1 year ago

Blue Chip Issue 83

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Blue Chip Journal is the official publication of the Financial Planning Institute of Southern Africa NPC (FPI), effective from the January 2020 edition. Blue Chip is a quarterly journal for the financial planning industry. Blue Chip publishes contributions from FPI and other leading industry figures, covering all aspects of the financial planning industry. Visit Blue Chip Digital:


BLUE CHIP FINANCIAL PLANNING The Future of Financial Planning: getting clients to understand that money can be a friend or foe My journey as a financial planner began some 28 years ago. Beginning as a part-time advisor and learning the ropes, after four years I decided to join a corporate as a full-time advisor. During this time, I went through rigorous training and grew from advisor to executive financial advisor and obtained my CFP®. Through consulting and engaging with clients it became evident that the clients I saw wanted and needed more than to be sold financial products. The more I increased my interaction with clients the more I realised that there was a critical need for financial literacy. I approached the corporate I worked for to highlight the need for financial literacy. Unfortunately the reception was poor and I was advised that “my job was to sell products”. At this point, feeling passionate about the need for financial literacy, I came to the realisation that I needed to branch out on my own and thus School of Savings was born. At School of Savings the adage, “Give a man a fish and you feed him for a day, teach a man to fish you feed him for a lifetime,” rings true. We endeavour to educate, guide and encourage clients to foster a healthy relationship with money. My belief was that for clients to take care of their wellbeing and that of their families they needed to start by managing their personal finance. Clients began learning how to take control of their needs ahead of their wants. In doing so, ultimately clients became more conscious of personal financial planning. As this evolved, I began noticing greater buy-in from clients and persistency remained high. I realised that I was on the right track. I then progressed on to design a programme called PENNYWI$E based on three concepts. The first concept deals with the psychology of money, speaking to developing an enriching relationship with money. Emphasis is placed on making clients understand that if you show money respect, it will respect you in return. It prompts the client to do some introspection and take responsibility for their finances. It also allows clients to focus on their personal identities and the impact it has on what they do with their money. 60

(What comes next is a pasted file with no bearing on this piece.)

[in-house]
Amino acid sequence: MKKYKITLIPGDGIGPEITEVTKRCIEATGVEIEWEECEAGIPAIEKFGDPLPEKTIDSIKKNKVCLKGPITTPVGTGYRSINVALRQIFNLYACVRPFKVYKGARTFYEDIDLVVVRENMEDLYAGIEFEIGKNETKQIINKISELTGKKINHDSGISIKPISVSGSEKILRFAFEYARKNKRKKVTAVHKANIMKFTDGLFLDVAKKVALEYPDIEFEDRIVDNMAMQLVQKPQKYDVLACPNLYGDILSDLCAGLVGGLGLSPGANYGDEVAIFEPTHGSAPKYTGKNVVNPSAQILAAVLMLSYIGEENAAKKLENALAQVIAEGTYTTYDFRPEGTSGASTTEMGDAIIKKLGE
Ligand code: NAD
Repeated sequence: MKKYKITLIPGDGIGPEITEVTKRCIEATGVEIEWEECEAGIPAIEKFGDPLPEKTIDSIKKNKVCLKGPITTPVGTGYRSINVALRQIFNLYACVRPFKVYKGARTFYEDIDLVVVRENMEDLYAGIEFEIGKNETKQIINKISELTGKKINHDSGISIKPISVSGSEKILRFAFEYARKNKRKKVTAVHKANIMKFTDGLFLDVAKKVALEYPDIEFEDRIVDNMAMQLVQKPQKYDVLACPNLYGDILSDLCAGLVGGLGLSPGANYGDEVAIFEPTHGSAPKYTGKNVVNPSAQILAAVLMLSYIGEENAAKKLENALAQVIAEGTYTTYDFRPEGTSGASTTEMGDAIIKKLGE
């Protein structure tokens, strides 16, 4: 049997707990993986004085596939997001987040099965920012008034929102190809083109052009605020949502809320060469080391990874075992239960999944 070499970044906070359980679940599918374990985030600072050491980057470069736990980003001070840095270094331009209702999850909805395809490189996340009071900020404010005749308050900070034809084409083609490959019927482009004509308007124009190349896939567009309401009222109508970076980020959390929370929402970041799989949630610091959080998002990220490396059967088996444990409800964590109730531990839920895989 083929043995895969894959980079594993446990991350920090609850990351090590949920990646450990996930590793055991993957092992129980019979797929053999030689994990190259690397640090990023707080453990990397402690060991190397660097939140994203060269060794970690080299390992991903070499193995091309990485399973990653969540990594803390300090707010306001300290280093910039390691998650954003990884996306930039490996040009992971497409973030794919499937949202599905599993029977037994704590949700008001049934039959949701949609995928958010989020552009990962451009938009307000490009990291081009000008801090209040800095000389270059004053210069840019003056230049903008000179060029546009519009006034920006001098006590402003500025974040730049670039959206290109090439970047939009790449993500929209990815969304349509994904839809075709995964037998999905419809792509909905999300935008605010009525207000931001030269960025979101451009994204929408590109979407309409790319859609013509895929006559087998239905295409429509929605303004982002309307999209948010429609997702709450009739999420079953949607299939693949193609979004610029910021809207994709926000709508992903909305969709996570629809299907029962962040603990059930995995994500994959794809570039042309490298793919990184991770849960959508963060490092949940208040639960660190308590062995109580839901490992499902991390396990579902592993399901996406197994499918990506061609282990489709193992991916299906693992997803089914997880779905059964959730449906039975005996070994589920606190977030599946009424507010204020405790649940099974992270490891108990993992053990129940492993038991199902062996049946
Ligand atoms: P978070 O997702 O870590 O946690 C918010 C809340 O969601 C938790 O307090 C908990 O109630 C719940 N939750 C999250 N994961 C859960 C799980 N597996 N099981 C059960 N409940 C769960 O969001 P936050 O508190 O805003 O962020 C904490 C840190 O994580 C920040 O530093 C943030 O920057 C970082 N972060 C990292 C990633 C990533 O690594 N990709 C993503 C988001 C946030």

The second concept focuses on the mechanics of money and its utility, what it can and can’t do for you, where it comes from and where it goes to, how you can get it to work for you. The third concept deals with managing one’s debt and the focus is to make clients aware that a toxic relationship with money can be very poisonous for their financial plans and could have catastrophic consequences for them and their loved ones. These three concepts form the backbone of my financial planning process; however, should a client need mentorship on a more structured basis, then this is implemented over a period of six to 12 months depending on when they feel ready to work on their own. Although this is a much longer route to take, clients often feel a sense of relief and comfort as the stress and anxiety that is preventing them from enjoying life with their loved ones is removed because they are equipped to make wise money decisions. This gives them the confidence they need to take time to spend with the people that matter the most in their lives, thereby improving their quality of life. We have found that this approach has strengthened our relationship Joe Chetty CFP®, Financial with our clients. This has translated Planner and Founder of School into clients referring their friends and of Savings South Africa relatives to us. I believe that this is the future of financial planning, where clients understand the basics of money and how it could be a friend or foe. Having this approach ensures that a financial plan becomes more meaningful to them and they understand why it forms an integral part of their lives. The skills learnt are then inculcated in their children. They grow up understanding the importance of financial planning and the impact of making informed money decisions. In so doing, the chances of generational wealth being managed more responsibly is higher and legacies would be carried much further in keeping with the saying that “A good man leaves wealth for his children’s children”. 61

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